"If touchdown is not assured within the TDZ markings, captain has to elect to go around"

Isn't it normal procedure all around the world???
In the U.S. the TDZ is the first 3,000' of the runway. My company required a tighter touchdown area.

underfire
29th Dec 2018, 02:08
k. Touchdown Zone. As referenced in the Air Traffic Rules and Procedures Service (ATP) Practical Test Standards Guide, the touchdown zone is defined as a point 500-3,000 feet beyond the runway threshold not to exceed the first one-third of the runway. This definition is not used in landing distance performance calculations. The touchdown zone for certification may be as short as the point where a 3.5 degrees glidepath passing 50 feet over the landing threshold, intercepts the runway surface, which is 820 feet past the landing threshold.

LeadSled
29th Dec 2018, 04:24
Folks,
A little more to the politics than meets the eye.
The B747-200 series was more capable at Wellington then the B747SP --- with its simple flap system.
But CAA NZ didn't want Air New Zealand flying their B747-200 into there, so they couldn't let QF fly functionally the same aircraft, B747-238/338 so QF used the world's (then) longest range aeroplane on its shortest international route.
Ain't politics wonderful.
Tootle pip!!

NZScion
29th Dec 2018, 09:44
From the above mentioned Vector Magazine:

Touchdown zone limit marking

Triangular touchdown zone limit markers are provided at
some aerodromes as ‘go-around points’ for specific types
of heavy aircraft that are runway restricted. The marking
consists of a series of transverse stripes in a right angle
pattern at the runway edges. They are applicable only to
those specific aircraft type
Source Page 14 (https://www.caa.govt.nz/assets/legacy/Publications/Vector/Vector-2018-6-Summer.pdf)

Oakape
29th Dec 2018, 20:54
Suva has them as well.

Ollie Onion
30th Dec 2018, 03:14
And Queenstown

Ka-life
13th Feb 2019, 12:03
Wellingon doesn’t hav much of RESA either. With that short runway why don’t they consider installing an EMAS system?
Becoming more popular in most developed countries now.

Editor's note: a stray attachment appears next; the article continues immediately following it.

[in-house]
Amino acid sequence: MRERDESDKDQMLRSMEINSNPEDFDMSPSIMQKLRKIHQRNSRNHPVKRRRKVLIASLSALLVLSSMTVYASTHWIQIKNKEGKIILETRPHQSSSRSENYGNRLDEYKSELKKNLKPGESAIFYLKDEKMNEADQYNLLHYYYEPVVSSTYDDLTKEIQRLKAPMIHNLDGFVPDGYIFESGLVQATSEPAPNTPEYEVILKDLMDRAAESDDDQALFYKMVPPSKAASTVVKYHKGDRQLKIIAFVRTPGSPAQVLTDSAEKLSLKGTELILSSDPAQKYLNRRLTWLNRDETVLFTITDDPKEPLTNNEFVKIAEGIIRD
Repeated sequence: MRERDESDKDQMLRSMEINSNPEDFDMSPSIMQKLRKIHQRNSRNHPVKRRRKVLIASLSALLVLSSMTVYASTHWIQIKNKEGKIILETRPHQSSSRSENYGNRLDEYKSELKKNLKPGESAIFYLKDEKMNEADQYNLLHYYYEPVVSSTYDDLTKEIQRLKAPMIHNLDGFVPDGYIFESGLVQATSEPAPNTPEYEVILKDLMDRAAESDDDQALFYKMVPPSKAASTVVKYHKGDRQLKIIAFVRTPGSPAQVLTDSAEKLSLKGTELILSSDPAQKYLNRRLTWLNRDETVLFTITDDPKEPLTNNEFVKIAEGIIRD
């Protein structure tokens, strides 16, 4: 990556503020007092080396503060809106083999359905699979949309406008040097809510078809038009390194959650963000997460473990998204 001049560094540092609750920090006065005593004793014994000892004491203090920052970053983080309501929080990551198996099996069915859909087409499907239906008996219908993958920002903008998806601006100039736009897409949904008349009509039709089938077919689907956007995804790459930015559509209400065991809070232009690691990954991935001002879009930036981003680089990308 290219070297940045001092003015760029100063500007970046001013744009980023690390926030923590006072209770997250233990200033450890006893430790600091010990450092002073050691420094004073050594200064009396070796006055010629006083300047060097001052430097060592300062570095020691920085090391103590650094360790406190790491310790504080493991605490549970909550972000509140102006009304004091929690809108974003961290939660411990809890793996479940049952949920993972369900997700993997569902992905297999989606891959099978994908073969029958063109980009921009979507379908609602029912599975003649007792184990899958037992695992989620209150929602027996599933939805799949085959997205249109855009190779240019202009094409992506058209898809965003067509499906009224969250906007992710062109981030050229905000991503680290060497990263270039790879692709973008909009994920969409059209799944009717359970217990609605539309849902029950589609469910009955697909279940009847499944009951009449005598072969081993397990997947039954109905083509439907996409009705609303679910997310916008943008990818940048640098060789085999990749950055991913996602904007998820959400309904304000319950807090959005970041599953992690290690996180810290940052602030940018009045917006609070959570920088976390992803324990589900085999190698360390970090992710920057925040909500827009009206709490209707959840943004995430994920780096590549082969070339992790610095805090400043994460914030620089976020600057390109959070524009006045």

flyinGuppy
15th Feb 2019, 15:47
EASA now has something similar with simple touchdown zone lights:

CS ADR-DSN.M.696 Simple touchdown zone lights
ED Decision 2017/021/R

(a) The purpose of simple touchdown zone lights is to provide pilots with enhanced situational awareness in all visibility conditions and to help enable pilots to decide whether to commence a go around if the aircraft has not landed by a certain point on the runway.

(b) Applicability: Except where touchdown zone lights are provided in accordance with CS ADR-DSN.M.695, at a runway where the approach angle is greater than 3.5 degrees and/or the Landing Distance Available combined with other factors increases the risk of an overrun, simple touchdown zone lights should be provided.

ad-astra
27th Nov 2019, 16:43
New link to CAA Document.

https://www.aviation.govt.nz/rules/advisory-circulars/show/AC139-6

Groundloop
28th Nov 2019, 21:19
Regarding the QANTAS SPs, surely they were actually purchased for operating non-stop Trans-Pacific services and they just happend to decide to use them to Wellington because of the limitation imposed?

Slezy9
29th Nov 2019, 21:17
There was a right up in the latest CAA Vector magazine that said they were painted for specific aircraft categories and if you aircraft type is effected then you would know. I took this to mean that they are used for the 777 and not my wee A320. https://www.caa.govt.nz/assets/legacy/Publications/Vector/Vector-2018-6-Summer.pdf page 15.

I operate the A320 into WLG regularly, my company require a go around if not touched down by the markings. I don't necessarily agree with it, but what are you gonna do!